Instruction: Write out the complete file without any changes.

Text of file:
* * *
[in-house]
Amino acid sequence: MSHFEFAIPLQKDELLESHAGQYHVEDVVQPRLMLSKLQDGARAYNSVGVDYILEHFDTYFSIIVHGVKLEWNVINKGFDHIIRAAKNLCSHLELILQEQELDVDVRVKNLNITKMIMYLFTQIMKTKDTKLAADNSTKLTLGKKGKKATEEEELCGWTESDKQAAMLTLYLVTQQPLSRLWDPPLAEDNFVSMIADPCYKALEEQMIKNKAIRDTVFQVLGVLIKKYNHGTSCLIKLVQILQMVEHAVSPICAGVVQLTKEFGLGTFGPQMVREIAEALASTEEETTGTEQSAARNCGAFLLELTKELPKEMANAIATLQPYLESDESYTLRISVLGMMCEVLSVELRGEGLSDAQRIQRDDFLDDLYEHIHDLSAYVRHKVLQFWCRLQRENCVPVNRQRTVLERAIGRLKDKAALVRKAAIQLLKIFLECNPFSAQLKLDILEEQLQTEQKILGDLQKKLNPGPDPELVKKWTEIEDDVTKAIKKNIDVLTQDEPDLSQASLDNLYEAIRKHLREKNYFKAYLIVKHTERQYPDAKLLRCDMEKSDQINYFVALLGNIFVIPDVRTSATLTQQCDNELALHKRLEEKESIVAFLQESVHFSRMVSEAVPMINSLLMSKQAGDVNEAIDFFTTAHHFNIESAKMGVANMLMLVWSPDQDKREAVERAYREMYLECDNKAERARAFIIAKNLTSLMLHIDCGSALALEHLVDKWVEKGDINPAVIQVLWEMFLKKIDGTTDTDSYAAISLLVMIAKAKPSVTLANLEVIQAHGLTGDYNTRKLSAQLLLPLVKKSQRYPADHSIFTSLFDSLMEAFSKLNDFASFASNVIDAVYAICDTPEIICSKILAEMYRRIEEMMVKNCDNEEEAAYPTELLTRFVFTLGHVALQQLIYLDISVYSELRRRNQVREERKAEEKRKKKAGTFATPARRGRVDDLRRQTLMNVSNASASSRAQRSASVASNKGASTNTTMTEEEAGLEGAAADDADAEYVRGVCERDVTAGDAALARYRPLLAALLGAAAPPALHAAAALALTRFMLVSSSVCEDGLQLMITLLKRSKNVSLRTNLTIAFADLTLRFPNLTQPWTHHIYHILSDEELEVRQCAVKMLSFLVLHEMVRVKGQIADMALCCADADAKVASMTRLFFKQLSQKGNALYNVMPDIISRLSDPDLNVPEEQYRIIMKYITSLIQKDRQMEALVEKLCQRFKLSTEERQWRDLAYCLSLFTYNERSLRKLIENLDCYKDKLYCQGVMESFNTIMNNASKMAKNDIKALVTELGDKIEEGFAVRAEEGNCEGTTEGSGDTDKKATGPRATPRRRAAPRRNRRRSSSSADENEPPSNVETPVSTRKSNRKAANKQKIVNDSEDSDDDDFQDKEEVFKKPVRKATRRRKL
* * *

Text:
[in-house]
Amino acid sequence: MSHFEFAIPLQKDELLESHAGQYHVEDVVQPRLMLSKLQDGARAYNSVGVDYILEHFDTYFSIIVHGVKLEWNVINKGFDHIIRAAKNLCSHLELILQEQELDVDVRVKNLNITKMIMYLFTQIMKTKDTKLAADNSTKLTLGKKGKKATEEEELCGWTESDKQAAMLTLYLVTQQPLSRLWDPPLAEDNFVSMIADPCYKALEEQMIKNKAIRDTVFQVLGVLIKKYNHGTSCLIKLVQILQMVEHAVSPICAGVVQLTKEFGLGTFGPQMVREIAEALASTEEETTGTEQSAARNCGAFLLELTKELPKEMANAIATLQPYLESDESYTLRISVLGMMCEVLSVELRGEGLSDAQRIQRDDFLDDLYEHIHDLSAYVRHKVLQFWCRLQRENCVPVNRQRTVLERAIGRLKDKAALVRKAAIQLLKIFLECNPFSAQLKLDILEEQLQTEQKILGDLQKKLNPGPDPELVKKWTEIEDDVTKAIKKNIDVLTQDEPDLSQASLDNLYEAIRKHLREKNYFKAYLIVKHTERQYPDAKLLRCDMEKSDQINYFVALLGNIFVIPDVRTSATLTQQCDNELALHKRLEEKESIVAFLQESVHFSRMVSEAVPMINSLLMSKQAGDVNEAIDFFTTAHHFNIESAKMGVANMLMLVWSPDQDKREAVERAYREMYLECDNKAERARAFIIAKNLTSLMLHIDCGSALALEHLVDKWVEKGDINPAVIQVLWEMFLKKIDGTTDTDSYAAISLLVMIAKAKPSVTLANLEVIQAHGLTGDYNTRKLSAQLLLPLVKKSQRYPADHSIFTSLFDSLMEAFSKLNDFASFASNVIDAVYAICDTPEIICSKILAEMYRRIEEMMVKNCDNEEEAAYPTELLTRFVFTLGHVALQQLIYLDISVYSELRRRNQVREERKAEEKRKKKAGTFATPARRGRVDDLRRQTLMNVSNASASSRAQRSASVASNKGASTNTTMTEEEAGLEGAAADDADAEYVRGVCERDVTAGDAALARYRPLLAALLGAAAPPALHAAAALALTRFMLVSSSVCEDGLQLMITLLKRSKNVSLRTNLTIAFADLTLRFPNLTQPWTHHIYHILSDEELEVRQCAVKMLSFLVLHEMVRVKGQIADMALCCADADAKVASMTRLFFKQLSQKGNALYNVMPDIISRLSDPDLNVPEEQYRIIMKYITSLIQKDRQMEALVEKLCQRFKLSTEERQWRDLAYCLSLFTYNERSLRKLIENLDCYKDKLYCQGVMESFNTIMNNASKMAKNDIKALVTELGDKIEEGFAVRAEEGNCEGTTEGSGDTDKKATGPRATPRRRAAPRRNRRRSSSSADENEPPSNVETPVSTRKSNRKAANKQKIVNDSEDSDDDDFQDKEEVFKKPVRKATRRRKL